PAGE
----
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On this blog, I have written more about chronic illness than I ever intended. Perhaps publishing weekly posts increased my awareness of its presence. 🙂

I will post as regularly as I am able. Everything is taking a bit longer these days but then, I am making a lot of changes. Some I will share here. And the medication seems to cloud my thought process. Writing just takes a lot longer.

As always, I read your comments—I enjoy our exchange—I will respond.  And I have missed reading blogs. That, too, will resume. Thank you for reading this blog.

 

Revolutionary Acts

Awareness.

Compassion.

Equanimity.

Loving-kindness.

These are revolutionary acts. Their endgame is peace. Their leitmotif, trust that we will do what is required.

Just as peace is available to us in the experience of every moment so is the ability to commit revolutionary acts. They change us, usually forever. In trust, we experience the flow of change.

Change cycles through our lives like seasons. Acknowledgement or no, we will experience it, often as a storm, for change is energy. As we know, energy, even on its best behavior, is chaotic.Lake Ella Fountain 0115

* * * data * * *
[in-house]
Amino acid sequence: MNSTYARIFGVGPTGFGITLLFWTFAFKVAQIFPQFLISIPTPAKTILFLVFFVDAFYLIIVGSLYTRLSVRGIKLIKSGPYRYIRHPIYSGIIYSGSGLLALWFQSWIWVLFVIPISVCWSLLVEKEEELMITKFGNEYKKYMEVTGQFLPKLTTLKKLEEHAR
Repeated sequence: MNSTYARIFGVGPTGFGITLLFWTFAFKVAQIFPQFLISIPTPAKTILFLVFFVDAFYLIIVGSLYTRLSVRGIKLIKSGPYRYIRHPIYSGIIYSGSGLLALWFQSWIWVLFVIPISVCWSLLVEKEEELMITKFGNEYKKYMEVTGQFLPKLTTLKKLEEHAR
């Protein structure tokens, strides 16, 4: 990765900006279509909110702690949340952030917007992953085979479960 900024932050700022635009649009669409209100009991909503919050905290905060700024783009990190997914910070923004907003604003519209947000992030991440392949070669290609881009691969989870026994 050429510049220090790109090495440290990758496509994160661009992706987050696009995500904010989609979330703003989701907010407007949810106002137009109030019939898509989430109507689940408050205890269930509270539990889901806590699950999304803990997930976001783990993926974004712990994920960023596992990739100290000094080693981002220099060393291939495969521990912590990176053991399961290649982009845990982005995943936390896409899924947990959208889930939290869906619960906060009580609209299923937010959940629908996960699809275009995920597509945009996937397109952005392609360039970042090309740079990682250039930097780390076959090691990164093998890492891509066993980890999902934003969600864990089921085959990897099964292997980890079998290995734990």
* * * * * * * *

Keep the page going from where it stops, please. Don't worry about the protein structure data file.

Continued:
Trust reminds us there will be another morning, another opportunity for revolutionary acts.

It is one thing to know the sun will rise but it is another to trust in what the rising of the sun brings. Regardless, each day dawns in total vulnerability, the wellspring of trust.

It is an extraordinary example of tenderness, this daily dawn reminder of what we are capable.

This revolutionary act of treating ourselves tenderly can begin to undo the aversive messages of a lifetime.

Tara Brach

It is no effort to store a lifetime of aversive messages, for each experience can be so labeled, if we choose. The energy of boxing up a life is minimal for it requires no updating just the initial experience and then re-runs. It becomes its own newsreel, skewed in comfort.

Ah, aversive, the coming undone of an attitude or feeling. Ours is a slow dawn, this throwing off of aversion, yet we do rise as we face what we once would not.

We stand in revolutionary awareness, ready to commit acts of compassion, loving-kindness, and equanimity.ocean pine 0215

Rage has its own set of acts—not revolutionary–its endgame fear, pain, and death. We are averse to its message, its messengers, and its weapons–guns, knives, poison, bombs—we are diminished by each death, all of the life landscape forever changed.